Hi Willow, Thank you for reading. I don’t know what the truth of the matter was, but – judging by the words and sentiments A Milne expressed – I somehow felt the stories were told with strong affection rather than for pure profit.It’s still sad, whichever way one looks at it! Hugs xx
What a wonderful post, Joy!! It is sad that his son never liked his association with Pooh. How much he missed! Your excerpts from the books are just perfect. There is a terrific children’s book on the true story of Winnie the Pooh, which I will write about when I reblog your post. Many thanks, and best to you, Joy.
Why, thank you, Jennie. How lovely it must have been to be one of your pupils! I loved story no. 1. Don’t know if I ever told you, but – towards the end of my working life – I was a ‘dinner lady’ at the school opposite my home in the U.K.I also helped at a poetry class,(which, surprisingly, some of the naughtiest boys attended). I also helped a few lads at my home (I have three of my own.)..I loved it and have often wondered about them. I received an email from one (the shyest) who went to Uni and has since won prizes for his innovative electronic stage scenery. He thanked me for “you patience.” Wasn’t that sweet! xx
I have both Winnie-the-Pooh books plus When We Were Young and Now We Are Six. I loved them myself as a child and they came out of retirement for my children and then again for my granchildren. We all love these books – there’s a sweet, gentle philosophy running through them and the children happily chant the poems such as Disobedience or Halfway Up the Stairs because the words have a rhythm and a magic to them. I’ll have James James Morrison Morrison running through my head all night now! Thanks for reminding me of this.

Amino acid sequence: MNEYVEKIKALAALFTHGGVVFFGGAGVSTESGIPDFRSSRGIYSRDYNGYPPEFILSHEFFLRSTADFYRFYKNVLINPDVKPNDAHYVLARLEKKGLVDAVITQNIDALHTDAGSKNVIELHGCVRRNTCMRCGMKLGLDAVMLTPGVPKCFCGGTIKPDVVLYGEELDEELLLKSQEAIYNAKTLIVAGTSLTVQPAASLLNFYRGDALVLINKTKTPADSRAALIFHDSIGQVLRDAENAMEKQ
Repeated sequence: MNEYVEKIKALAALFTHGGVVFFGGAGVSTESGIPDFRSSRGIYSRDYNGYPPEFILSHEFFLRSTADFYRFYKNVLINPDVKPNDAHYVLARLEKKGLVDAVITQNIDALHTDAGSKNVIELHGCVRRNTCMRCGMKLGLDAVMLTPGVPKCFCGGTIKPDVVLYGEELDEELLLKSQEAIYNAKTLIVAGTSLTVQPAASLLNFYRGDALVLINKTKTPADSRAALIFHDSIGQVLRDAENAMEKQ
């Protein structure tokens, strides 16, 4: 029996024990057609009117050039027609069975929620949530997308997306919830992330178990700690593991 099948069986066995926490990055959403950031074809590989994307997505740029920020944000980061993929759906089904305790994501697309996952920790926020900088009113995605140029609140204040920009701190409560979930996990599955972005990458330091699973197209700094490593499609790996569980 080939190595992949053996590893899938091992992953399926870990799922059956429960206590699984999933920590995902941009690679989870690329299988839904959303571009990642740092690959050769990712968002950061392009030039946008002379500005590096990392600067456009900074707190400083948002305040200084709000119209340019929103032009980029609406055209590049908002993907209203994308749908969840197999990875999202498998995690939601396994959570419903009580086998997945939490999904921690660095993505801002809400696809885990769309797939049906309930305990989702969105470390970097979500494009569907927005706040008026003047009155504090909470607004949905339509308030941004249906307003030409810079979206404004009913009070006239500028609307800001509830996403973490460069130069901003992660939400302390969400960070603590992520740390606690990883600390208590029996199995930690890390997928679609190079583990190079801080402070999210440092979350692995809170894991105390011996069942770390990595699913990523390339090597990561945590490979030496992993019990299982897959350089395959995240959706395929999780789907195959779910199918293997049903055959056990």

Thank you for reading, Alex. Good to ‘meet’ you. As you wrote, there’s such a gentle philosophy in Milne’s delightful stories. They will never grow stale! Best wishes.
Thank you very much for remembering this. Its a shame, but A.A. Milne as author of the Pooh-stories was new to me. Michael
Thank for reading, Michael. Such gentle, winsome philosophy!
He was a such a philosopher. There’s a sad irony that Milne meant so much to so many.
Thanks for reading and commenting, Crystal. Yes, A sad Irony indeed.
Reblogged this on A Teacher's Reflections and commented:
Winnie the Pooh stories are among the few classics that should be read as a child and also as an adult. The messages and tender words ‘stick’. The characters are beloved.
I was thrilled to discover the book, “Finding Winnie”, by Lindsay Mattick.
This is the true story of Winnie the Pooh, the bear that became famous in WWI before he went to the London zoo. It is captivating, with real photos and beautiful illustrations. The reader is immediately drawn to the soldier Harry Colebourn on the train in Canada to fight in the war, and finding a bear cub.
Joy Lennick’s delightful post opens the door to author A.A. Milne, his son, and Pooh’s many animal companions. The ending is some of the best words in the stories. These quotes have become words to live by.